Tag:White Sox
Posted on: June 11, 2010 10:29 am
Edited on: June 11, 2010 12:10 pm

3 to watch: The 2 days till Strasburg II edition

Until further notice, every Stephen Strasburg start is going to be worth watching. Thus, until further notice, every Stephen Strasburg start will be part of 3 to watch.

Strasburg II will be Sunday, and while there may have been a more-anticipated debut-plus-one, we can't remember one.

So who made the best second start ever?

A few candidates, with the help of baseball-reference.com's play finder :

-- Clay Buchholz, Sept. 1, 2007, for the Red Sox, against the Orioles. He threw a no-hitter. We really don't need any more candidates, do we?

-- Wilson Alvarez, Aug. 11, 1991, for the White Sox, against the Orioles. He threw a no-hitter, too. So there can be a debate, after all. Or maybe this just means we need to make plans for Strasburg's first start against the Orioles.
-- Burt Hooton, Sept. 15, 1971, for the Cubs, against the Mets. He was knocked out of the game by the Cardinals in the fourth inning of his debut, but Hooton rebounded with a complete game three-hitter, with 15 strikeouts.

-- Dick Selma, Sept. 12, 1965, for the Mets, against the Braves. A four-hit, 10-inning shutout for a 1-0 win, with 13 strikeouts. But only 13,500 turned up at Shea Stadium to see it, so it must not have been the most-anticipated Game 2 (and only 5,981 turned up at Wrigley Field for his next start, so the 10-inning shutout must not have been big news nationwide).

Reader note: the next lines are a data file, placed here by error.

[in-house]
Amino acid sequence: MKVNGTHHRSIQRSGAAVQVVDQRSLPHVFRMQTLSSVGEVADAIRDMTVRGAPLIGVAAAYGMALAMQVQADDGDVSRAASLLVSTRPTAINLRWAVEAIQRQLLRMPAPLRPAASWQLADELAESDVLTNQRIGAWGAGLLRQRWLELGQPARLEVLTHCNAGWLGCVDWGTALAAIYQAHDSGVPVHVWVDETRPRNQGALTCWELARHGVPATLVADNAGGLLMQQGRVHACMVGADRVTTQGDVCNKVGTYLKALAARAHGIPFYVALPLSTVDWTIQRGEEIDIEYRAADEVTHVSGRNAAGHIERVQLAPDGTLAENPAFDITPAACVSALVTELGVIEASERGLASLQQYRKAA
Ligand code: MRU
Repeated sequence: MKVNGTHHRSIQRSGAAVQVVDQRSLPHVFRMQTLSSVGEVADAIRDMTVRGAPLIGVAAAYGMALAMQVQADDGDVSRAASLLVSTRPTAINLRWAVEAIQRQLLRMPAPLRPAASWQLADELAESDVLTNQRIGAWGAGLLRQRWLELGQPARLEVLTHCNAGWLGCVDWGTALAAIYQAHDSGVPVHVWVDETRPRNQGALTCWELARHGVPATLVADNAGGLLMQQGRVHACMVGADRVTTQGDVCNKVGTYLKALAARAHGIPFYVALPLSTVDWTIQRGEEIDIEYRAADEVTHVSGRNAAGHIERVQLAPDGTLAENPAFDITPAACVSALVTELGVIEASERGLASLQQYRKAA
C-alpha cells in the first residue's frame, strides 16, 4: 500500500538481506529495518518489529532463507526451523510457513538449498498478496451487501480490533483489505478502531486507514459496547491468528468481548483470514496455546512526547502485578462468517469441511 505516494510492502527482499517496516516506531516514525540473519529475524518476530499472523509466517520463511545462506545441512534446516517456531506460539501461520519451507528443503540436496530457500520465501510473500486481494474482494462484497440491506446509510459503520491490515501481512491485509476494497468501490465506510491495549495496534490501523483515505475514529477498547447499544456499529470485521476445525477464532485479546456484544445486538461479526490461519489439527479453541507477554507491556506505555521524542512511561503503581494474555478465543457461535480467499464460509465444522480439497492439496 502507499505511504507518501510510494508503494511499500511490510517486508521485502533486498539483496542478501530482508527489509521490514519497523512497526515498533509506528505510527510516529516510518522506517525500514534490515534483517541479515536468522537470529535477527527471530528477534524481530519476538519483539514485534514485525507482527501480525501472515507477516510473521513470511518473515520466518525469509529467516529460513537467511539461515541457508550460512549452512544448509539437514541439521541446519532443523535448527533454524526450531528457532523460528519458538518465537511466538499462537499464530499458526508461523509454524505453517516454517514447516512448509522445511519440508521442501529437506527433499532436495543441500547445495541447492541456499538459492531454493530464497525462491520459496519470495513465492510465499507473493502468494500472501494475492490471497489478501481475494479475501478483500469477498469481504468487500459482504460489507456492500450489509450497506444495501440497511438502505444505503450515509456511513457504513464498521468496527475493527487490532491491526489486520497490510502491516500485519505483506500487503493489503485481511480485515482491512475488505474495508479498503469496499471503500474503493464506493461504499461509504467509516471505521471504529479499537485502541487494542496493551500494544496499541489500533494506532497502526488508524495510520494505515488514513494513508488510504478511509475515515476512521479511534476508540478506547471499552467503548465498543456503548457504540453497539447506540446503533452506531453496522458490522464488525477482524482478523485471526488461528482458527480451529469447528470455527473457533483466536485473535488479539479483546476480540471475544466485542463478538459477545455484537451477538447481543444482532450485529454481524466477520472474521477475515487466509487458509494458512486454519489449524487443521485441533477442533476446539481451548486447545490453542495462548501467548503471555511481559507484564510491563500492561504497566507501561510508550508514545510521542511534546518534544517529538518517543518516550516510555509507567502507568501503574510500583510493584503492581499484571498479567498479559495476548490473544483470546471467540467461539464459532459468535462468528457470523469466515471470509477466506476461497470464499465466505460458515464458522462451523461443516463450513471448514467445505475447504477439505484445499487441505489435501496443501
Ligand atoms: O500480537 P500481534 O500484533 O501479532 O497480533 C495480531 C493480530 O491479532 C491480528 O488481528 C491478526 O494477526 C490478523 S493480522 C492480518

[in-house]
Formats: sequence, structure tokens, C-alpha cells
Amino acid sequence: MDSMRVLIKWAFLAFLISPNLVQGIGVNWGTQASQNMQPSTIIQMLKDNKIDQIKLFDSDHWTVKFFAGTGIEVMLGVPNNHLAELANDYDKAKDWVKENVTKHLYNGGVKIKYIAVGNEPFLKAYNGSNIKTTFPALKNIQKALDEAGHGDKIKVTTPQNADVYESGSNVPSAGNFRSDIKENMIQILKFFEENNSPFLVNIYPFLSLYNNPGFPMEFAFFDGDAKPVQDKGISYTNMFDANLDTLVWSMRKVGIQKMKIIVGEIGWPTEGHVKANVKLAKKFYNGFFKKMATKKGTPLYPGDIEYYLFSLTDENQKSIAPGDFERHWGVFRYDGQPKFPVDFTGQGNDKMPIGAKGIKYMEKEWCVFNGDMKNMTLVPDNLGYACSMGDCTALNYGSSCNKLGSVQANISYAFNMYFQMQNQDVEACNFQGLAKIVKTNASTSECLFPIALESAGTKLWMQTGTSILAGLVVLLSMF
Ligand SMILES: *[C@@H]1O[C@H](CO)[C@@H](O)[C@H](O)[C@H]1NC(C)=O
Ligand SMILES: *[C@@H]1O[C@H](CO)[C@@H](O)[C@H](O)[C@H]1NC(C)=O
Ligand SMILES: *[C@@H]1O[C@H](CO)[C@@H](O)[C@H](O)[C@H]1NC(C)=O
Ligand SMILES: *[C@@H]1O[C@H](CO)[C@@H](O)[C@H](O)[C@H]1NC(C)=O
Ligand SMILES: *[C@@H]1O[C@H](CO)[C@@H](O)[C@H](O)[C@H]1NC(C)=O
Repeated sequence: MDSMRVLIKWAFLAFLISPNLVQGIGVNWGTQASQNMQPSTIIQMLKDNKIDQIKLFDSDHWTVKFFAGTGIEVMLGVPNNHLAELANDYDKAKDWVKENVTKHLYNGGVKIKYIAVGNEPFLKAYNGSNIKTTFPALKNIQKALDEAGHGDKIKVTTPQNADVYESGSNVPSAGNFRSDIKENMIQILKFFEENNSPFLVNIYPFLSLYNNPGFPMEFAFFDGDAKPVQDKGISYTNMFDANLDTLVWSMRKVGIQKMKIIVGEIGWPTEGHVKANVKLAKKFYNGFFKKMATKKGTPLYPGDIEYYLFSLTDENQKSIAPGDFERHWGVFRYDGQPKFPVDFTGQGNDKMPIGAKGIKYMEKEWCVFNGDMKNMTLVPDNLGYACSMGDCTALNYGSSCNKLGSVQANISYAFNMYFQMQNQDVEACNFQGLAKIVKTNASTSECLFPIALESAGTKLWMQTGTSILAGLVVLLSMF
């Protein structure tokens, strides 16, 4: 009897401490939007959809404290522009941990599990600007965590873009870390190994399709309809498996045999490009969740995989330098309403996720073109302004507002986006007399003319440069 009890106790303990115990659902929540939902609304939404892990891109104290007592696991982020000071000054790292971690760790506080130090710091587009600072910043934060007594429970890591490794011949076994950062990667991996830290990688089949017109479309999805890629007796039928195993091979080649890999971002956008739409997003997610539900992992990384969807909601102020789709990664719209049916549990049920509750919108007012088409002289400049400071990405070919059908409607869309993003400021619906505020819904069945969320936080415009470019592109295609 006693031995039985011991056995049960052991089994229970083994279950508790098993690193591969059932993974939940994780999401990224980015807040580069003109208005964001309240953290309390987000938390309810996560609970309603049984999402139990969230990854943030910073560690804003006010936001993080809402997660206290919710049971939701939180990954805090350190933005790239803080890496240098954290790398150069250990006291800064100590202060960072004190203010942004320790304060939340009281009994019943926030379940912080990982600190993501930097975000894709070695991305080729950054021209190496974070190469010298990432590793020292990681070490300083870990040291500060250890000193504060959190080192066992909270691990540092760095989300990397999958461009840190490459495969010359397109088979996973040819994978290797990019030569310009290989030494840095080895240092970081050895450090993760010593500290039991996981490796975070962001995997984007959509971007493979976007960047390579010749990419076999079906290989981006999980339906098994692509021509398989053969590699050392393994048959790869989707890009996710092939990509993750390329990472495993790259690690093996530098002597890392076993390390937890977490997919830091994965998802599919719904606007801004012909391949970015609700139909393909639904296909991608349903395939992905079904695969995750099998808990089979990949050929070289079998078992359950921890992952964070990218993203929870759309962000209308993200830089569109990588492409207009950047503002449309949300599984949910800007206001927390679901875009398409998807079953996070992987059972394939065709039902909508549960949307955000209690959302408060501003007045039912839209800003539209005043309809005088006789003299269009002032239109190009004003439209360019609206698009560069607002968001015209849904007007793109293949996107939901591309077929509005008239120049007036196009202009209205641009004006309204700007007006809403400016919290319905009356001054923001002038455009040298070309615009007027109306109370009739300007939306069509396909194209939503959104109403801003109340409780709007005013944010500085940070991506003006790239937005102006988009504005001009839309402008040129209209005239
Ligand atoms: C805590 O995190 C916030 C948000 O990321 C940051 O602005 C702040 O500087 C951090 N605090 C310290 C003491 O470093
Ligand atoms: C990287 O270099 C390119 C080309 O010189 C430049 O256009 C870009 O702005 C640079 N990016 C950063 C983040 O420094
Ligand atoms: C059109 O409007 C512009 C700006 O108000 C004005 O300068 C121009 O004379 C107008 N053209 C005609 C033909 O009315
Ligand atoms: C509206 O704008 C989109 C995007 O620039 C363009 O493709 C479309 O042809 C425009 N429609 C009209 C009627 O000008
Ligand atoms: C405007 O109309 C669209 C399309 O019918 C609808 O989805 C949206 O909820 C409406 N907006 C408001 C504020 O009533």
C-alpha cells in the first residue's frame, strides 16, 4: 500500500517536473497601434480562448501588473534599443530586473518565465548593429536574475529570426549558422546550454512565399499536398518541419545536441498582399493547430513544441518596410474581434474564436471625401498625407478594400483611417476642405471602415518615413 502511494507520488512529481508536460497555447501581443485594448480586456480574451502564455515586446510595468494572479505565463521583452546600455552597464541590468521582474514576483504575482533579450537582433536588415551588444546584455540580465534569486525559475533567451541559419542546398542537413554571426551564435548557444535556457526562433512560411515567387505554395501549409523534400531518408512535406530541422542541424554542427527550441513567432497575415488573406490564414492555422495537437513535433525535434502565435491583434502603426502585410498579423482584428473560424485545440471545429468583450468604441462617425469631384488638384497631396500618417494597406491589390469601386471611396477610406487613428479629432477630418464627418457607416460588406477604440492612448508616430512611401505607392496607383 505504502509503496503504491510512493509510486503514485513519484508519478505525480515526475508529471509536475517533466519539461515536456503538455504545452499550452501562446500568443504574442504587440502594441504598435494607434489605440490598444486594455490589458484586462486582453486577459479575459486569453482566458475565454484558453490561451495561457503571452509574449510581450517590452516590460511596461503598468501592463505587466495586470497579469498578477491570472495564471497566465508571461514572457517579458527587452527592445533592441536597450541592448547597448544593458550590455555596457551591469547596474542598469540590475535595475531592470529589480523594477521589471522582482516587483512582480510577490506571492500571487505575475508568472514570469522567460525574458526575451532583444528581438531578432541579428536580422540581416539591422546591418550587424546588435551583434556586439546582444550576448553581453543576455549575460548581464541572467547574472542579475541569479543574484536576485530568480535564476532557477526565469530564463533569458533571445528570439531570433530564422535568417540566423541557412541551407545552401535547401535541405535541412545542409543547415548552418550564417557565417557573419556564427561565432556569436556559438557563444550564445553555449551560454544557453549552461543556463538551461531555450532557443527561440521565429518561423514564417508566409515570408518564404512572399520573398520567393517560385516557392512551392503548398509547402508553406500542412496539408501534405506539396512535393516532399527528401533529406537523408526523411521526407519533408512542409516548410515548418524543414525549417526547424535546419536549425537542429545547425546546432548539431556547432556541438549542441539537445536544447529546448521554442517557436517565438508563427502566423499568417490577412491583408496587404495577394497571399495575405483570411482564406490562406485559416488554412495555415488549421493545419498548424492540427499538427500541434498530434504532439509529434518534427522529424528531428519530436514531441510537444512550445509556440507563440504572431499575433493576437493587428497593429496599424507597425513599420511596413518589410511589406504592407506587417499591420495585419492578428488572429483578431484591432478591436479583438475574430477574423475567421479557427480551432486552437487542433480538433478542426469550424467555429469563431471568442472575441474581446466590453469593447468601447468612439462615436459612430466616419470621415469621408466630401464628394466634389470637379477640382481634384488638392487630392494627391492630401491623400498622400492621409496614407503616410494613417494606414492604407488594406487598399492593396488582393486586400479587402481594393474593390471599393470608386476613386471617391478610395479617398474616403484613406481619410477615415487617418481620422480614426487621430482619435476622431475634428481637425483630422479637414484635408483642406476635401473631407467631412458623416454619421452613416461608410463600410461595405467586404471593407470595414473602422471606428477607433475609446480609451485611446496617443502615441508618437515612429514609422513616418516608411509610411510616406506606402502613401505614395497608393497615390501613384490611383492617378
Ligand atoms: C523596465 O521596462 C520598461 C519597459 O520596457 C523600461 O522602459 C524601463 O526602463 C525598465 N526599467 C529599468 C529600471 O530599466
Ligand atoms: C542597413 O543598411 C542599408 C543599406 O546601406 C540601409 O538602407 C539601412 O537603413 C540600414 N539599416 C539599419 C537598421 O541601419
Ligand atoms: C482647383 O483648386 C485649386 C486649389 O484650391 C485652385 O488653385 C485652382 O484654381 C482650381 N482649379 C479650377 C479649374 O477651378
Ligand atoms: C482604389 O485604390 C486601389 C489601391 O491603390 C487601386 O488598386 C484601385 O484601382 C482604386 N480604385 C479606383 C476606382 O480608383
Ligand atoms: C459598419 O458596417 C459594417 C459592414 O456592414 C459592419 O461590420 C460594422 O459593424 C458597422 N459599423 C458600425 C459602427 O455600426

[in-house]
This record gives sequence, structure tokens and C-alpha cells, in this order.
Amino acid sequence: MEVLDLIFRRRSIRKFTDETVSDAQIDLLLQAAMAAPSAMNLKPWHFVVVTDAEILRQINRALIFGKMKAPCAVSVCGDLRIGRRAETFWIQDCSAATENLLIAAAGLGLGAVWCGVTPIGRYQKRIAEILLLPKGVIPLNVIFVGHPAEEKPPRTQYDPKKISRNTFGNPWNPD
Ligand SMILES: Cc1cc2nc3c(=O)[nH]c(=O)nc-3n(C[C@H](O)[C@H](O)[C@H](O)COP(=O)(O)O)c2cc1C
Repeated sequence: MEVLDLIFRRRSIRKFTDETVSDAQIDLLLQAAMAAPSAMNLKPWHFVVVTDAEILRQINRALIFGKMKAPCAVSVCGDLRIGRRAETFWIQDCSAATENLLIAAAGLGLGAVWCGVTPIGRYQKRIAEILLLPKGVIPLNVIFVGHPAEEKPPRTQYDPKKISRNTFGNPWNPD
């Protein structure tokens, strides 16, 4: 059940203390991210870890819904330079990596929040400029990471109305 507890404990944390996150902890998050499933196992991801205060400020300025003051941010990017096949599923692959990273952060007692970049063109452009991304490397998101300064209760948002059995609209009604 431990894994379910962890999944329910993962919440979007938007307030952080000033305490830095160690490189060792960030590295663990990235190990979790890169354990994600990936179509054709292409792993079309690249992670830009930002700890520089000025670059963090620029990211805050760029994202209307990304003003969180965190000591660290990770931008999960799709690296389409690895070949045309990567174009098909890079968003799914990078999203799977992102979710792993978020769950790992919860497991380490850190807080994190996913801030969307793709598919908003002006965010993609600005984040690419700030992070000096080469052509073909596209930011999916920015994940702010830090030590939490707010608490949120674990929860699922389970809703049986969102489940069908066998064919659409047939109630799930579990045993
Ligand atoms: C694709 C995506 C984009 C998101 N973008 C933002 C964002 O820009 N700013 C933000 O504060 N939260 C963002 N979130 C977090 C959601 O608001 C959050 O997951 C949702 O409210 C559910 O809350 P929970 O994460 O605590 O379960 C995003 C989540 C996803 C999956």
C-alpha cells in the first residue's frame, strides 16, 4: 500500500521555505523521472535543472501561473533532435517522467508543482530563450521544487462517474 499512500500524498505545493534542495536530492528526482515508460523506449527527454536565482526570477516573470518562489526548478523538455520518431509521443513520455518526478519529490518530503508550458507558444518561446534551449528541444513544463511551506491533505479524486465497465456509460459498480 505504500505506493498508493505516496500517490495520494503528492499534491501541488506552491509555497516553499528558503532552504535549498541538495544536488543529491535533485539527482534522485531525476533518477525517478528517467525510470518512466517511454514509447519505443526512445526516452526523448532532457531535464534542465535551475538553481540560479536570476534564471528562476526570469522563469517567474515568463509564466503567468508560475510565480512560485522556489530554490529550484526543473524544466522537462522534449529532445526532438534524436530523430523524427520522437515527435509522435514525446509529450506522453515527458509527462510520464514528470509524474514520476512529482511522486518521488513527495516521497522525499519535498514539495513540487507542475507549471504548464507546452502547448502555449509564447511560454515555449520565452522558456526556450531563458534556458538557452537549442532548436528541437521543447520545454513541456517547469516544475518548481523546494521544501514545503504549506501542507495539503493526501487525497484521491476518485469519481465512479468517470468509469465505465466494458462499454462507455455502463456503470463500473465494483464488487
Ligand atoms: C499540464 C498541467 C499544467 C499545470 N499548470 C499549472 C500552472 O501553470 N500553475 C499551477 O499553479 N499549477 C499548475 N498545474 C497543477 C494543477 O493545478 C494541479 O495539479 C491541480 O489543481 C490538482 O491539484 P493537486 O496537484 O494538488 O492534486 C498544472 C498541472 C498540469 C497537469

-- Tim Fortugno, July 25, 1992, for the Angels, against the Tigers. I must have been at this game, and yet I have no memory of it. A three-hit shutout, with 12 strikeouts.

-- Randy Johnson, Sept. 20, 1988, for the Expos, against the Cubs. The first of his 212 double-digit strikeout games, a 9-1 complete-game win.

-- Jack Morris, July 31, 1977, for the Tigers, against the Rangers. Morris, who belongs in the Hall of Fame, pitched nine innings and allowed two runs. Bert Blyleven, who many believe belongs in the Hall of Fame, pitched nine innings and allowed two runs. Maybe if one or the other had gotten the win, it would be enough to get him into the Hall of Fame.

On to 3 to watch:

1. Remember when Jake Peavy was supposed to be a Cub? Remember when the White Sox were supposed to be good? The White Sox aren't good, but at least Peavy gets a trip to the North Side, for White Sox at Cubs, Friday afternoon (2:20 EDT) at Wrigley Field .

2. Remember when Daisuke Matsuzaka last faced the Phillies? (Hint: It was only three weeks ago.) He took a no-hitter into the eighth inning. The Phillies believed they were terribly unlucky that day, because they hit so many balls hard. We'll see, because they get another chance at Dice-K, in Phillies at Red Sox, Saturday afternoon (4:10 EDT) at Fenway Park .

3. Remember when nobody would have cared about a Nationals-Indians game? Now, it's big enough that TBS changed the schedule to show Nationals at Indians, Sunday afternoon (1:07 EDT) at Progressive Field . Any idea why? Must have something to do with the guy starting for the Nationals. Strasburg is one reason to watch this game. Catcher Carlos Santana, the Indians super-prospect who was called up Friday, is another.

Posted on: June 6, 2010 8:31 pm